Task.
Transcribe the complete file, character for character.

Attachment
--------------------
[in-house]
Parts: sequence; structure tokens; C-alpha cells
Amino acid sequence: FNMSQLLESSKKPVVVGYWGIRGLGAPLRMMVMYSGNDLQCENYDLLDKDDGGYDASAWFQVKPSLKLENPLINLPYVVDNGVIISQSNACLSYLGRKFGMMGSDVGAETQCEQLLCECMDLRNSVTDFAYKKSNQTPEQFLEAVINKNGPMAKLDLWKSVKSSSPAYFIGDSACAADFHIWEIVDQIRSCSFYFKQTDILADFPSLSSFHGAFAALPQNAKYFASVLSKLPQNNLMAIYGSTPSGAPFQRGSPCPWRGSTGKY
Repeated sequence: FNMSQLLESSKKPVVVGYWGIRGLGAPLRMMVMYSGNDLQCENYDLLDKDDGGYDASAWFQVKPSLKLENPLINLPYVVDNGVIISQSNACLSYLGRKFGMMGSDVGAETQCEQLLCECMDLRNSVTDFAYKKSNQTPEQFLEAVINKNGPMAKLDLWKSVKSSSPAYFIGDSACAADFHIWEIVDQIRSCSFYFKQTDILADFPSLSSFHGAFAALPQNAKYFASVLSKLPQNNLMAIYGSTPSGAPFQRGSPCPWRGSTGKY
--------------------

[in-house]
Parts: sequence; structure tokens; C-alpha cells
Amino acid sequence: FNMSQLLESSKKPVVVGYWGIRGLGAPLRMMVMYSGNDLQCENYDLLDKDDGGYDASAWFQVKPSLKLENPLINLPYVVDNGVIISQSNACLSYLGRKFGMMGSDVGAETQCEQLLCECMDLRNSVTDFAYKKSNQTPEQFLEAVINKNGPMAKLDLWKSVKSSSPAYFIGDSACAADFHIWEIVDQIRSCSFYFKQTDILADFPSLSSFHGAFAALPQNAKYFASVLSKLPQNNLMAIYGSTPSGAPFQRGSPCPWRGSTGKY
Repeated sequence: FNMSQLLESSKKPVVVGYWGIRGLGAPLRMMVMYSGNDLQCENYDLLDKDDGGYDASAWFQVKPSLKLENPLINLPYVVDNGVIISQSNACLSYLGRKFGMMGSDVGAETQCEQLLCECMDLRNSVTDFAYKKSNQTPEQFLEAVINKNGPMAKLDLWKSVKSSSPAYFIGDSACAADFHIWEIVDQIRSCSFYFKQTDILADFPSLSSFHGAFAALPQNAKYFASVLSKLPQNNLMAIYGSTPSGAPFQRGSPCPWRGSTGKY